The Mitchell Report – or, why I don’t care, I lost my faith in Baseball a long time ago

There are plenty of sure things in life, and unless you live in San Francisco, one of them is ‘Barry Bonds deserves an asterisk.’ And today… perhaps an asterisk in the name of baseball? It is a dark day in Mudville; Casey not only struck out but went on a Roid Rampage through the grandstands injuring 25 and killing 4… I’m not sure how many names, but there are some greats, All-Stars and MVP’s – Roger Clemens, Barry Bonds, Miguel Tejada, Gary Sheffield, Andy Pettitte, and Paul Lo Duca. I think it goes without saying, their careers and legacies are shot. My first reaction was surprise at Roger Clemens, but that only showed how little I cared. To be honest, I didn’t pay enough attention to baseball to notice this guy’s miraculous plus 40’s comeback, and exponentially larger physique and head. I lost faith in baseball a long time ago.

There was a time when baseball was an obsession; where my head was filled with obscene levels of useless facts and statistics. Then the ’94 strike. Strike 1

After baseball, the only thing that could fill such a large void in the life of an eleven year old boy, Star Wars… Later turned out to be very uncool – thanks dad. Strike 2

The waning of Star Wars coincided with a new waxing of baseball, the Mark McGwire and Sammy Sosa homerun chase. Around the same time, they were beginning to build Miller Park in Milwaukee, and I was beginning to understand the economics of it. Strike 3.

So let’s be honest here, there’s no shock factor. The Mitchell Report – The full report – and it’s action packed with scandal, but what professional sports team doesn’t have a team of doctors and trainers with the singular purpose of enhancing the players performance? So what’s the issue?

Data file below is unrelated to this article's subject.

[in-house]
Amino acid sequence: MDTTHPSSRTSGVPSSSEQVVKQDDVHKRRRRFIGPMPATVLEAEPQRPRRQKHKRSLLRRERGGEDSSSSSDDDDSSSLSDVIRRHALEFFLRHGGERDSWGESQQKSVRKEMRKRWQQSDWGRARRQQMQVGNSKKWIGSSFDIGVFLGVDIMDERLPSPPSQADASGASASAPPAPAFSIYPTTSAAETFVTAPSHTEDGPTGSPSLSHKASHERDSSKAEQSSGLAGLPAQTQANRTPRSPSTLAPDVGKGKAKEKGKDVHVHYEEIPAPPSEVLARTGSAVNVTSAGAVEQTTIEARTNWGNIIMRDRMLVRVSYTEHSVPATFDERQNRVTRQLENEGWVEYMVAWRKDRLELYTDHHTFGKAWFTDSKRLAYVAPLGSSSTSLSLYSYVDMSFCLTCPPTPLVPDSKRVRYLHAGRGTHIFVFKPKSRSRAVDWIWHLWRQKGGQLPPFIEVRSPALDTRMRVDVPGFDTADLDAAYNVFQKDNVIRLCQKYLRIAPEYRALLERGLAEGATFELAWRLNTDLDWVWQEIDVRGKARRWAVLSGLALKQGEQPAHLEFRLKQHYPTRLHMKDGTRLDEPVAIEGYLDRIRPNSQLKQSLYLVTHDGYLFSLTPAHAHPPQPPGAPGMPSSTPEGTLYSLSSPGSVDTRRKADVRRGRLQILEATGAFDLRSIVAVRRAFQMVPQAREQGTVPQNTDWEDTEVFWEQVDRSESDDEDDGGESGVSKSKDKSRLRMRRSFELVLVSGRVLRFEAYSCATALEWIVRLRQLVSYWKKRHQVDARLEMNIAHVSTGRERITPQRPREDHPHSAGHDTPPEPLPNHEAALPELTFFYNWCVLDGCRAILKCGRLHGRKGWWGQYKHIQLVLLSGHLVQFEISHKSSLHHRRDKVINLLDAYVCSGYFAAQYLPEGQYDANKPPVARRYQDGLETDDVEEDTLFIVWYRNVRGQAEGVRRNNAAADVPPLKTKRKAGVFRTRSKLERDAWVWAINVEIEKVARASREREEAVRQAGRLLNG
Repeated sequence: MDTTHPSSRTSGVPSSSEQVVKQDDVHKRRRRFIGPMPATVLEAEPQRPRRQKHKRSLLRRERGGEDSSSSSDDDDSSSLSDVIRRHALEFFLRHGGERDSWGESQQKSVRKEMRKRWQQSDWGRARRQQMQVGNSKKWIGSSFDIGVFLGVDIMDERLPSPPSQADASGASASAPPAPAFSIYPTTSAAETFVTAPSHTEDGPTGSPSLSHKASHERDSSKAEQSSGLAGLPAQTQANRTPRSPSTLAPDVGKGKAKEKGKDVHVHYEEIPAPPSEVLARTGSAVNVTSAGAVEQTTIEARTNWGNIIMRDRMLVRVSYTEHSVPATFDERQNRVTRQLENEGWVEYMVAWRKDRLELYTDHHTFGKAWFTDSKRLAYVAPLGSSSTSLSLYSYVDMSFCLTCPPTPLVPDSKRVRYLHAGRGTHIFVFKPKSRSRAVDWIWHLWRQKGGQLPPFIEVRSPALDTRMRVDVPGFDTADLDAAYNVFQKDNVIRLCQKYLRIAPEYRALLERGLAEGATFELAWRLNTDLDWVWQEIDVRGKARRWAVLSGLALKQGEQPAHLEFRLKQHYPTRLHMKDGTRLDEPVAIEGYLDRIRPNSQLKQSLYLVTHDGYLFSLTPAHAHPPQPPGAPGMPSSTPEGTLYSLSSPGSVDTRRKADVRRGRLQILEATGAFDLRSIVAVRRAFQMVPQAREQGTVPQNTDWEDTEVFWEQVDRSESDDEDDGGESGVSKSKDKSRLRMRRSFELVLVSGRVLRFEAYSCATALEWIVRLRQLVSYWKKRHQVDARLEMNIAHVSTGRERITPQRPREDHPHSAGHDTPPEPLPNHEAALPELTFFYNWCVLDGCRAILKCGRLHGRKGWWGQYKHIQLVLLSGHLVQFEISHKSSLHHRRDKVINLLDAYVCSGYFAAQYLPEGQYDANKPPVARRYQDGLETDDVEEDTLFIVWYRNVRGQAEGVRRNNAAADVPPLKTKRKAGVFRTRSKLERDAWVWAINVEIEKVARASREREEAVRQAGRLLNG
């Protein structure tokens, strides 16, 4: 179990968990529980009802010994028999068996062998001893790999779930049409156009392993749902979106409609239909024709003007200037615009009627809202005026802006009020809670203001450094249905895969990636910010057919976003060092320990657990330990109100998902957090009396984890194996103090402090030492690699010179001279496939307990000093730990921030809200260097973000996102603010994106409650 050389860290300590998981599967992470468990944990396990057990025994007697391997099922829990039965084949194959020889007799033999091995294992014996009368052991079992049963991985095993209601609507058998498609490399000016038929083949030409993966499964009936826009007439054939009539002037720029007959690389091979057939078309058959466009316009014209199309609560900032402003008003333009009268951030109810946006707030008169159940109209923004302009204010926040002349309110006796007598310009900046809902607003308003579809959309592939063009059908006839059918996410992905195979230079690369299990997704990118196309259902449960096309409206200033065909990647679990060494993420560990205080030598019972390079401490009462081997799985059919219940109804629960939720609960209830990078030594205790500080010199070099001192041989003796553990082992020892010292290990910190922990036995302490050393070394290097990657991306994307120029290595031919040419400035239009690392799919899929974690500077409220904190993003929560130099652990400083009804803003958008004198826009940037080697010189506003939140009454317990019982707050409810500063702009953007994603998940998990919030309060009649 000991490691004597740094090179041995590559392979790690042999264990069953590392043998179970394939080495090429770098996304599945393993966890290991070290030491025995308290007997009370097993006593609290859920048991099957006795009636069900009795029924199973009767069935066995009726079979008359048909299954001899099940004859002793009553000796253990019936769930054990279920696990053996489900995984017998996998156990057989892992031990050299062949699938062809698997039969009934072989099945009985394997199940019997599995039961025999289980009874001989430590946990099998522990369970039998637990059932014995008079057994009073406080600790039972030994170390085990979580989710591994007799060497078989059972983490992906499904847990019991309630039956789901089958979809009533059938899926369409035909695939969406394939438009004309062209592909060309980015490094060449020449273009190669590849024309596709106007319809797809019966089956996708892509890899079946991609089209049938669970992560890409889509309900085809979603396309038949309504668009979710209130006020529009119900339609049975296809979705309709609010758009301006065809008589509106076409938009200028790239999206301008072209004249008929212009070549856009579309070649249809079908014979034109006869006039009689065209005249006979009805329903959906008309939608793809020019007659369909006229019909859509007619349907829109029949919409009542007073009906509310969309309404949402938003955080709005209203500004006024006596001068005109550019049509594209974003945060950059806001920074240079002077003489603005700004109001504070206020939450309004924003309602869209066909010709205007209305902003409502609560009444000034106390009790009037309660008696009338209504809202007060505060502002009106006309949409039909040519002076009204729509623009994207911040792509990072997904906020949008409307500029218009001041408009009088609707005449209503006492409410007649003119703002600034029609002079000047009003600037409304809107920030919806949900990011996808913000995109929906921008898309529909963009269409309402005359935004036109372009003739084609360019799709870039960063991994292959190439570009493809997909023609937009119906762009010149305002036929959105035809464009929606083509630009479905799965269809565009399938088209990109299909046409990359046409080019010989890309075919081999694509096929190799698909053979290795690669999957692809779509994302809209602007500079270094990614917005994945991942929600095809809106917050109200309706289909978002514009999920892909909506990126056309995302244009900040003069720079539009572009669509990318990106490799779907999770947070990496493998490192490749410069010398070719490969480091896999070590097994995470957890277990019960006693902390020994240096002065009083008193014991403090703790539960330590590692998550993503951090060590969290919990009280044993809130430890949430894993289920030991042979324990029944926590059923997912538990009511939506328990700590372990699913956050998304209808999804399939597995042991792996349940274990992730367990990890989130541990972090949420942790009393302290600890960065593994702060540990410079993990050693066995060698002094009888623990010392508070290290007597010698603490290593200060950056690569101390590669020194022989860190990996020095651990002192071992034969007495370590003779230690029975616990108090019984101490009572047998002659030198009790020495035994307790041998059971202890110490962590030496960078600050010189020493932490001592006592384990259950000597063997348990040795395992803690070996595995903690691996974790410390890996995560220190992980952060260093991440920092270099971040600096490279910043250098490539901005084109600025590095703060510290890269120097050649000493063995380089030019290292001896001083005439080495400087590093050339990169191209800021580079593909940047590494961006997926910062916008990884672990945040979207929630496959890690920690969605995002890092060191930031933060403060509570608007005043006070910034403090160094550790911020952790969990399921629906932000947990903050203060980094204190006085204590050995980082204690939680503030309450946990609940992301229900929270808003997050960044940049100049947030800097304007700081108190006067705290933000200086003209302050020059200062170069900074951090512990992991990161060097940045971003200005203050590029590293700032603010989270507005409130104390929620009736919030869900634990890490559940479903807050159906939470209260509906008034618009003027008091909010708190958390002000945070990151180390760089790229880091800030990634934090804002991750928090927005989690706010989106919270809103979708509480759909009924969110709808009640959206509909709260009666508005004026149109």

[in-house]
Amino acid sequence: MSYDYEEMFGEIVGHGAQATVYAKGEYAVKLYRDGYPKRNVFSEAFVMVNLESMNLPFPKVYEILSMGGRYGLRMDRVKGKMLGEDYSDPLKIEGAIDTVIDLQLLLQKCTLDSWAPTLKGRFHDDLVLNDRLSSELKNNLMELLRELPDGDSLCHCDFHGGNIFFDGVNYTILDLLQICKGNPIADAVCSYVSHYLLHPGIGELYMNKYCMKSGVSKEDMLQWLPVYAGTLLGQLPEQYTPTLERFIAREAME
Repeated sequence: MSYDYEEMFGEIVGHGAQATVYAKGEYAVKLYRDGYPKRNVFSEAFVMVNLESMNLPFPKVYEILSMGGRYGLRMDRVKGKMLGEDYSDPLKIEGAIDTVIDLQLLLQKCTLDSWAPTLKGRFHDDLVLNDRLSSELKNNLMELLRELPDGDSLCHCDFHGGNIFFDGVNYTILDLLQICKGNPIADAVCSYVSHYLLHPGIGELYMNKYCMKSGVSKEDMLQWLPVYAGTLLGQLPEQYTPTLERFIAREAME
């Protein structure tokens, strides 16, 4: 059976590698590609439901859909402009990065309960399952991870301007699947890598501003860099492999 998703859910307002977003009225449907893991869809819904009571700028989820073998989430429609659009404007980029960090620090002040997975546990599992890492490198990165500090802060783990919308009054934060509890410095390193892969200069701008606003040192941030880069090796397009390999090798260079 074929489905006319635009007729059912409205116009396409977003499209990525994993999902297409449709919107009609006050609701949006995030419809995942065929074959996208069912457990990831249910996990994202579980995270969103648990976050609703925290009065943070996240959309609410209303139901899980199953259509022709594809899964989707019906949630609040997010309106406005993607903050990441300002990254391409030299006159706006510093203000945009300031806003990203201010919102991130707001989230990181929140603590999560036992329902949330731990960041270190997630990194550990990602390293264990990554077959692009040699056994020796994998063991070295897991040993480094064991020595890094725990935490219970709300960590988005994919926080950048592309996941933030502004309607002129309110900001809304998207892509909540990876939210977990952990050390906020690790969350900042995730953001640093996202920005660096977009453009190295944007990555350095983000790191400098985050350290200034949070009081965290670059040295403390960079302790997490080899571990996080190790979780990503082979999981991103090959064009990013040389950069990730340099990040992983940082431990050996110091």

2 Responses to The Mitchell Report – or, why I don’t care, I lost my faith in Baseball a long time ago

  1. Iranian Ajax says:

    The issue is the use of a banned substance. You are assuming that steroids are the ONLY way to enhance performance. Yes, I agree with you that there are sports doctors and trainers to do just that – but within the confines of the established rules of the MLB.

    Look, there are ways, for instance, that you can enhance your performance on a test: 1) cheat and steal the answers; 2) devise a study technique and use mnemonic devices to remember hard-to-recall facts. That is a performance enhancer…it is not outlawed within the academic guidelines.

  2. lionelboydjohnson says:

    First, thank you for being my first commentator – I think you make the correct distinction for the status quo. My assumption isn’t that steroids are the only way to enhance performance, but rather we can’t anticipate what medical advances will be created in the future that are applicable to performance enhancement. The line is pretty clear for now, but how are we to know what medical advancements will occur in the future? How will these advancements blur the currently clear line? If we expect these advancements to blur the line, then we should expect scandal, and really in my opinion shouldn’t care when scandal hits, because it was foreseen. The same way we could tell there’d be a steroid scandal long before Barry broke any records.

    As a supplemental analogy, consider a digital copywriter. There are clear protections under the law, but the law can’t be written fast enough to keep up with new technology and newly discovered loopholes. Sure – there’s an ethical transgression on part of the user who circumvents these laws with new technology, but it’s expected to happen – in fact, some argue it should be encouraged. I think that’s a debate for another day.

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